Obendorf, D.L. & B.L. Munday (1990). Toxoplasmosis in wild Eastern Barred Bandicoots, Perameles gunnii. In: Seebeck, J.H., P.R. Brown, R.L. Wallis & C.M. Kemper, eds. Bandicoots and Bilbies. Page(s) 193-197. Chipping Norton, NSW: Surrey Beatty & Sons.

Obendorf, D.L., P. Statham & M. Driessen (1996). Detection of agglutinating antibodies to Toxoplasma gondii in sera from free-ranging Eastern Barred Bandicoots (Perameles gunnii). Journal of Wildlife Diseases. 32:623-626.

Robinson, N.A. (1995). Implications from mitochondrial DNA for management to conserve the Eastern Barred Bandicoot (Perameles gunnii). Conservation Biology. 9:114-125.

Robinson, N.A., N.D. Murray & W.B. Sherwin (1993). VNTR loci reveal differentiation between and structure within populations of the Eastern Barred Bandicoot Perameles gunnii. Molecular Ecology. 2:195-207.

Seebeck, J.H. (1979). Status of the barred bandicoot, Perameles gunnii, in Victoria: with a note on husbandry of a captive colony. Australian Wildlife Research. 6: 255-264.

Seebeck, J.H. (1990). Recovery management of the Eastern Barred Bandicoot in Victoria: statewide strategy. In: Clark, T.W. & Seebeck, J.H., eds. Management and Conservation of Small Populations. Page(s) 165-177. Chicago Zoological Society : Illinois.

Seebeck, J.H. (1995a). Eastern barred bandicoot. In: Mammals of Victoria. Page(s) 75-77.

Seebeck, J.H. (1996). Eastern barred bandicoot recovery in Victoria: update 1996. In: Newsletter of the Australian Mammal Society. Nov:19. Unpublished.

Seebeck, J.H. (2001). Mammalian Species No. 654: Perameles gunnii. American Society of Mammologists. 64(5):1-8.

Seebeck, J.H., A.F. Bennett & A.C. Dufty (1990). Status, distribution and biogeography of the Eastern Barred Bandicoot, Perameles gunnii, in Victoria. In: Clark, T.W. & Seebeck, J.H., eds. Management and Conservation of Small Populations. Page(s) 21-32. Chicago Zoological Society : Illinois.

Sherwin, W.B. & P.R. Brown (1990). Problems in the estimation of the effective population size of the eastern barred bandicoot Perameles gunnii at Hamilton, Victoria. In: Seebeck, J.H., P.R. Brown, R.L. Wallis & C.M. Kemper, eds. Bandicoots and Bilbies. Page(s) 367-374. Surrey Beatty & Sons: Chipping Norton, NSW.

Sherwin, W.B., N.D. Murray, J.A. Marshall Graves & P.R. Brown (1991). Measurement of genetic variation in endangered populations: bandicoots (Marsupialia: Peramelidae) as an example. Conservation Biology. 5: 103-108.

Strahan, R. (Ed.) (1998). The Mammals of Australia, Second Edition, rev. Sydney, NSW: Australian Museum and Reed New Holland.

Todd, C.R., S. Jenkins & A.R. Bearlin (2002). Lessons about extinction and translocation: models for eastern barred bandicoots (Perameles gunnii) at Woodlands Historic Park, Victoria, Australia. Biological Conservation. 106:211-223.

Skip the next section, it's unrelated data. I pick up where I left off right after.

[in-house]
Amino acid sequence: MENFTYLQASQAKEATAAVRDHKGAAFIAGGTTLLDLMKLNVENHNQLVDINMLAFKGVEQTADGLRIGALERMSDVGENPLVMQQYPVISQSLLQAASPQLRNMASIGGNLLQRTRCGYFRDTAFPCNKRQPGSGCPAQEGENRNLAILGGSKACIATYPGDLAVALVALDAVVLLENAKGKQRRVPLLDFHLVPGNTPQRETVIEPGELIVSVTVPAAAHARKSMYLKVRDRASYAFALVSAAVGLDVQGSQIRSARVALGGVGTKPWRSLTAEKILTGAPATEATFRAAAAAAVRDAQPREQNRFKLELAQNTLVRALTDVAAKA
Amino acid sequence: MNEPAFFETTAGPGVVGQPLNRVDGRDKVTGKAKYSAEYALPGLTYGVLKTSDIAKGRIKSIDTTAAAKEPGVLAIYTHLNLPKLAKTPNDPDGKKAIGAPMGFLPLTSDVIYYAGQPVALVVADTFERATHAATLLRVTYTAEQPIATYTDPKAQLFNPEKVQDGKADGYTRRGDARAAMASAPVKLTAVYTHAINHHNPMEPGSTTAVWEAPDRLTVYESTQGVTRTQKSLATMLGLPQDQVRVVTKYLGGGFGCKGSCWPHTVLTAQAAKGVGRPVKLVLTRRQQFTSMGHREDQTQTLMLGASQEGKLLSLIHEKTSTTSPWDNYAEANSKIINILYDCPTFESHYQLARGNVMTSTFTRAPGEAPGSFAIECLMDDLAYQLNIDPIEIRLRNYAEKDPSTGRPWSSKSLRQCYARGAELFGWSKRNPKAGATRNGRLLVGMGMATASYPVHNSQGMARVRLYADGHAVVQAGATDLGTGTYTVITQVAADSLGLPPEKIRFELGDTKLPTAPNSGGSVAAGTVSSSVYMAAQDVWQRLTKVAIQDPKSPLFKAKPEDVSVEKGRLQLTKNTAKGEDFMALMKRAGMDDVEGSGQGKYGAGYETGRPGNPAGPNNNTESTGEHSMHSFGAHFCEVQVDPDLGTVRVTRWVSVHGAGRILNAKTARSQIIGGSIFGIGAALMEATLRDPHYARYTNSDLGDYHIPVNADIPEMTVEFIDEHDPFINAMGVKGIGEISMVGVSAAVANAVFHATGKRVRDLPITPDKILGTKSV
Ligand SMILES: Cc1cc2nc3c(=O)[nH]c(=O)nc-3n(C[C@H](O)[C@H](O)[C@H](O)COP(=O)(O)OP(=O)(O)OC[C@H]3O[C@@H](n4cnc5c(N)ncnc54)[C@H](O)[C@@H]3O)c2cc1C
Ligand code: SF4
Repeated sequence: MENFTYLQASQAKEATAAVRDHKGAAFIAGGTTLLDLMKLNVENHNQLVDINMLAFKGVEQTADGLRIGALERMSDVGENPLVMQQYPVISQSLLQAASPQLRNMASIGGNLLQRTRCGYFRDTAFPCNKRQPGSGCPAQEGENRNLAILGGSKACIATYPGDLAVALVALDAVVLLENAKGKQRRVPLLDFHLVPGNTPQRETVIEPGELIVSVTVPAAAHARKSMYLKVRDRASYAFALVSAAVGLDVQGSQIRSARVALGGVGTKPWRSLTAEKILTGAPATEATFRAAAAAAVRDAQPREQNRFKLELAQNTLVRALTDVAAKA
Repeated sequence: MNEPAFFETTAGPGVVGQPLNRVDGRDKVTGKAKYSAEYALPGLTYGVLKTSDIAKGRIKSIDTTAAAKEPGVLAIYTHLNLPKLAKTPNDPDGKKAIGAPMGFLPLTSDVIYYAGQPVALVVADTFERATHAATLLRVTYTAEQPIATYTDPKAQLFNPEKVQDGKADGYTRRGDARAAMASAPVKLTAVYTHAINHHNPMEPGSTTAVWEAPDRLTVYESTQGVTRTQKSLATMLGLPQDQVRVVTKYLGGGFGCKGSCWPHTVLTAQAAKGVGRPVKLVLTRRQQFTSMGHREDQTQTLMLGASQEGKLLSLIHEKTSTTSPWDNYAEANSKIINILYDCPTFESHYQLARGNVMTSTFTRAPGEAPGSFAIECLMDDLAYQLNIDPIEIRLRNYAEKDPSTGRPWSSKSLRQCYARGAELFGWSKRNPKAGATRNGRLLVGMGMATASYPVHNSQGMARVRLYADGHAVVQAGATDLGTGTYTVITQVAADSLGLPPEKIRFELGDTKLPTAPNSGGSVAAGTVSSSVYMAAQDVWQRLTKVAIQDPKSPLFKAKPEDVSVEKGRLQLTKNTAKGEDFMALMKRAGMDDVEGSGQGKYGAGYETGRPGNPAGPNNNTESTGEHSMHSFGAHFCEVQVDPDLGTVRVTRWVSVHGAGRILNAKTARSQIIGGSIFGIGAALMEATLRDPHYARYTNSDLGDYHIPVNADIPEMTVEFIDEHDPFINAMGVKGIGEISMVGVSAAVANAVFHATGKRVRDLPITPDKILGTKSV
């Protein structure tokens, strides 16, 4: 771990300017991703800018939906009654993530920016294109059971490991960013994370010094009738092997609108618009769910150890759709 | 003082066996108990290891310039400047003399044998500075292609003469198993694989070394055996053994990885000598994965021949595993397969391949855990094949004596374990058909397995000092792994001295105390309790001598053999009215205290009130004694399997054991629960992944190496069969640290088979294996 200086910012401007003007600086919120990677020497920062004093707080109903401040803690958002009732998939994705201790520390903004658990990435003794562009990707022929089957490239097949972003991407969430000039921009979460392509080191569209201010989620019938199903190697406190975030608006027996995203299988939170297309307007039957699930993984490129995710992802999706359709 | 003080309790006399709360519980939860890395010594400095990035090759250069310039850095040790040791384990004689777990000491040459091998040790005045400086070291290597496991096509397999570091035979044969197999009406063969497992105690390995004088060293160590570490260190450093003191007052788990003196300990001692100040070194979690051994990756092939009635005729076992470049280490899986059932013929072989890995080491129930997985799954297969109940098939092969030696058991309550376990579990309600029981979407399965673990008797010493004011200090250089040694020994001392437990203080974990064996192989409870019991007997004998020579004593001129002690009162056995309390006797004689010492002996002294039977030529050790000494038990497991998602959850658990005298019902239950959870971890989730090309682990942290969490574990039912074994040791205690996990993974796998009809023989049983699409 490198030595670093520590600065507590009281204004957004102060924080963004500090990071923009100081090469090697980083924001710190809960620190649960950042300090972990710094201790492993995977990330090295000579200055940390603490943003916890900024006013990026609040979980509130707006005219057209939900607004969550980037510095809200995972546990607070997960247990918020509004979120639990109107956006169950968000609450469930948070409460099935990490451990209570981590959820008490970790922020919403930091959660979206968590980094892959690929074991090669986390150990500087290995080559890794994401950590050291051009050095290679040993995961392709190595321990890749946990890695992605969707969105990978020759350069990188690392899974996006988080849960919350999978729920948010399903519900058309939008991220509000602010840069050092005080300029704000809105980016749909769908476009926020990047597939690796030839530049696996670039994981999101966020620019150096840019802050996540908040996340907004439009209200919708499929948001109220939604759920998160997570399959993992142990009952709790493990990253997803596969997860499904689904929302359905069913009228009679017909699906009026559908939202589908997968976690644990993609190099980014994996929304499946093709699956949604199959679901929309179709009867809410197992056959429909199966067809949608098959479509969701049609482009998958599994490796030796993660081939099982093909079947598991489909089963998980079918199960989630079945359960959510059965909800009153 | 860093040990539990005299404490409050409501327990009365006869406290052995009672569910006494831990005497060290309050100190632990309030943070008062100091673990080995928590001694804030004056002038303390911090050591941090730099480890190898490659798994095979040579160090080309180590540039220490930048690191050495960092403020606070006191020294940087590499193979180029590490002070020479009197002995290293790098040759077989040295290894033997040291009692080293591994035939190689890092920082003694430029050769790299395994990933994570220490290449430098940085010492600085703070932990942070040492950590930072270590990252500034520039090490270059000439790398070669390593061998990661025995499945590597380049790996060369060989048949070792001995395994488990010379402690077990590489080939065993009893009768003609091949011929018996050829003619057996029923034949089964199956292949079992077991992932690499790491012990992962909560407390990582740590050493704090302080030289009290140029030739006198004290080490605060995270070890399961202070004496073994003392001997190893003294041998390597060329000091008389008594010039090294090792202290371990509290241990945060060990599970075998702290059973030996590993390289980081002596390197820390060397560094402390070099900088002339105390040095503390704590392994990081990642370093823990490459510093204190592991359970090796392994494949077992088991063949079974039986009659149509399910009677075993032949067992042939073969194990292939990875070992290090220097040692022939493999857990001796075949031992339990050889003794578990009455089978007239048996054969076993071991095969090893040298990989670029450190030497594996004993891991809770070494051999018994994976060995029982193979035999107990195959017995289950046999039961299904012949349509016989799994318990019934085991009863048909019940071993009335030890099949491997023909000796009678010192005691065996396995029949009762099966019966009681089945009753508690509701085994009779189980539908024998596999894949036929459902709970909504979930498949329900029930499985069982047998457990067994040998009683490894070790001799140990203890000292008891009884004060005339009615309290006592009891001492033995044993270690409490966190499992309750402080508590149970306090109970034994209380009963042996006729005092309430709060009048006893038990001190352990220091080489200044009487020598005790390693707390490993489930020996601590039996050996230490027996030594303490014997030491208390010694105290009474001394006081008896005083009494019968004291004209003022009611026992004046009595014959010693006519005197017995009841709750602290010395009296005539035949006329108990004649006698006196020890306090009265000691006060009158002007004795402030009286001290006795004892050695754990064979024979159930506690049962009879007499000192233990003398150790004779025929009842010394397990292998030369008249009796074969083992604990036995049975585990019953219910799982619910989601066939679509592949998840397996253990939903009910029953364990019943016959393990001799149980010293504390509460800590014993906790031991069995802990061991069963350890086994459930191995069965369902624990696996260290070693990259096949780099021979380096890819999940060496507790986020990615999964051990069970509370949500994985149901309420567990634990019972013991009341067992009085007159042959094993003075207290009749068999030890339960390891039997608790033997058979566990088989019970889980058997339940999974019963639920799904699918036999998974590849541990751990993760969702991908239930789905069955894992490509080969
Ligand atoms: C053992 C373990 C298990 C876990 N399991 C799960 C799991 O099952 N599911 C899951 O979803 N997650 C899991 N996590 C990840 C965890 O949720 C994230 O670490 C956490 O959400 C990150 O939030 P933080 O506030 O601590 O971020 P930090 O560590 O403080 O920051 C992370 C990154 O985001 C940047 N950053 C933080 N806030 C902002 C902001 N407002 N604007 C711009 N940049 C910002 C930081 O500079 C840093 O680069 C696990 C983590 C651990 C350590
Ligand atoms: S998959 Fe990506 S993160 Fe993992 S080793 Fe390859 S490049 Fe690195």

Winnard, A.L. & G. Coulson (2008). Sixteen years of Eastern Barred Bandicoot Peramelys gunnii Reintroductions in Victoria: a review. Pacific Conservation Biology. 14:34-53.

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This database is designed to provide statutory, biological and ecological information on species and ecological communities, migratory species, marine species, and species and species products subject to international trade and commercial use protected under the Environment Protection and Biodiversity Conservation Act 1999 (the EPBC Act). It has been compiled from a range of sources including listing advice, recovery plans, published literature and individual experts. While reasonable efforts have been made to ensure the accuracy of the information, no guarantee is given, nor responsibility taken, by the Commonwealth for its accuracy, currency or completeness. The Commonwealth does not accept any responsibility for any loss or damage that may be occasioned directly or indirectly through the use of, or reliance on, the information contained in this database. The information contained in this database does not necessarily represent the views of the Commonwealth. This database is not intended to be a complete source of information on the matters it deals with. Individuals and organisations should consider all the available information, including that available from other sources, in deciding whether there is a need to make a referral or apply for a permit or exemption under the EPBC Act.

Citation: Department of the Environment (2014). Perameles gunnii unnamed subsp. in Species Profile and Threats Database, Department of the Environment, Canberra. Available from: http://www.environment.gov.au/sprat. Accessed Thu, 24 Apr 2014 04:30:44 +1000.